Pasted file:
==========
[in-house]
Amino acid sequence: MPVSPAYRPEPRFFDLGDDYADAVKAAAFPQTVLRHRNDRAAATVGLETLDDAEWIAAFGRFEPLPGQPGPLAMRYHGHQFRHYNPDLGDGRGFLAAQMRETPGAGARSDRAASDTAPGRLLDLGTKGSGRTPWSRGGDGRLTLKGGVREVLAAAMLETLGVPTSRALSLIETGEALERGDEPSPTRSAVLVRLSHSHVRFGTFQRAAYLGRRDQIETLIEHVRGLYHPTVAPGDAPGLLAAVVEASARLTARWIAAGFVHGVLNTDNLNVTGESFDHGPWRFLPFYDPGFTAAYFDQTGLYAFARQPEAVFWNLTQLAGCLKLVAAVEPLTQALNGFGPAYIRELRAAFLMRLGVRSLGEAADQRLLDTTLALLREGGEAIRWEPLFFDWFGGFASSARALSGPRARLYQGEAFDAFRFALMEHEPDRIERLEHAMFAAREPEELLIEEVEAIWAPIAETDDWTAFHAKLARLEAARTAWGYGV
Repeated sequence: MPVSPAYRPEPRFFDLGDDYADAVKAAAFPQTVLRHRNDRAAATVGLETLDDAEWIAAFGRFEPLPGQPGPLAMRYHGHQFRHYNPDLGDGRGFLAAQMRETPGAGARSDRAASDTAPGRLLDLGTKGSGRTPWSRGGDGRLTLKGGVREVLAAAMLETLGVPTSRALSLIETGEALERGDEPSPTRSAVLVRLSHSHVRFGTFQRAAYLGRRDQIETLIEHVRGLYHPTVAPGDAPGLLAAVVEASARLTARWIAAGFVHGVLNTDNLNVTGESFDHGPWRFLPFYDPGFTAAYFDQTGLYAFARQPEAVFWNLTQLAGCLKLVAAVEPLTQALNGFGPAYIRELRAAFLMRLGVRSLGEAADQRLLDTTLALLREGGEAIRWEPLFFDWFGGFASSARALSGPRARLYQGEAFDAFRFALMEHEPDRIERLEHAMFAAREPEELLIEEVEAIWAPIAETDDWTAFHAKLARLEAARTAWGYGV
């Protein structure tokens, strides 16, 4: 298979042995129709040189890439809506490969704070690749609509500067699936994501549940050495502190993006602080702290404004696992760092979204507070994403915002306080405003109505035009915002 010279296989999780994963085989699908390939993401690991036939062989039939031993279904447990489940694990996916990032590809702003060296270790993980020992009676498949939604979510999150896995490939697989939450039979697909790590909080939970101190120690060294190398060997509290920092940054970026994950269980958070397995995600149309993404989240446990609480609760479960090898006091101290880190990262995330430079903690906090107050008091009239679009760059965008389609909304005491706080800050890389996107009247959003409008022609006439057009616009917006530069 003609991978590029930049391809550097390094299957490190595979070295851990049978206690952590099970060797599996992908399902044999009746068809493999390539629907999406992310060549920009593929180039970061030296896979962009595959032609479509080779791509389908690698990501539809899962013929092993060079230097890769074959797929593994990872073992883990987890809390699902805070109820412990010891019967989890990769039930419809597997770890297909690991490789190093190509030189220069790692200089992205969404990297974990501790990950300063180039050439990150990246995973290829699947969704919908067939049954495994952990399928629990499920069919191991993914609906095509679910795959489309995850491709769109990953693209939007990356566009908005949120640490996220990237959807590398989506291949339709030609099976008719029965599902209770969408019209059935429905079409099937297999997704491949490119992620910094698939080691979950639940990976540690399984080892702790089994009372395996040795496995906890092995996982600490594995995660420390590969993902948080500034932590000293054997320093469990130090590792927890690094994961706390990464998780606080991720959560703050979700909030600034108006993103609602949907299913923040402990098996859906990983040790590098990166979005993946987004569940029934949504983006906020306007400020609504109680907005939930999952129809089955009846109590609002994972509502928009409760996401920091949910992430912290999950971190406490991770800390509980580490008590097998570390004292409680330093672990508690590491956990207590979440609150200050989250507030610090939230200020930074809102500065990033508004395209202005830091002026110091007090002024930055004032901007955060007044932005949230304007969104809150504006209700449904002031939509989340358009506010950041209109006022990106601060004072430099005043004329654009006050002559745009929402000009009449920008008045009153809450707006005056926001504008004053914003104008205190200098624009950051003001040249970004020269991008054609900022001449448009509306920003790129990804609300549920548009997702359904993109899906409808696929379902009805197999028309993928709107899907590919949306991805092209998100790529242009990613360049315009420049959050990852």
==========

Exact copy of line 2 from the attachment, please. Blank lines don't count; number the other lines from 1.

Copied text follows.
Amino acid sequence: MPVSPAYRPEPRFFDLGDDYADAVKAAAFPQTVLRHRNDRAAATVGLETLDDAEWIAAFGRFEPLPGQPGPLAMRYHGHQFRHYNPDLGDGRGFLAAQMRETPGAGARSDRAASDTAPGRLLDLGTKGSGRTPWSRGGDGRLTLKGGVREVLAAAMLETLGVPTSRALSLIETGEALERGDEPSPTRSAVLVRLSHSHVRFGTFQRAAYLGRRDQIETLIEHVRGLYHPTVAPGDAPGLLAAVVEASARLTARWIAAGFVHGVLNTDNLNVTGESFDHGPWRFLPFYDPGFTAAYFDQTGLYAFARQPEAVFWNLTQLAGCLKLVAAVEPLTQALNGFGPAYIRELRAAFLMRLGVRSLGEAADQRLLDTTLALLREGGEAIRWEPLFFDWFGGFASSARALSGPRARLYQGEAFDAFRFALMEHEPDRIERLEHAMFAAREPEELLIEEVEAIWAPIAETDDWTAFHAKLARLEAARTAWGYGV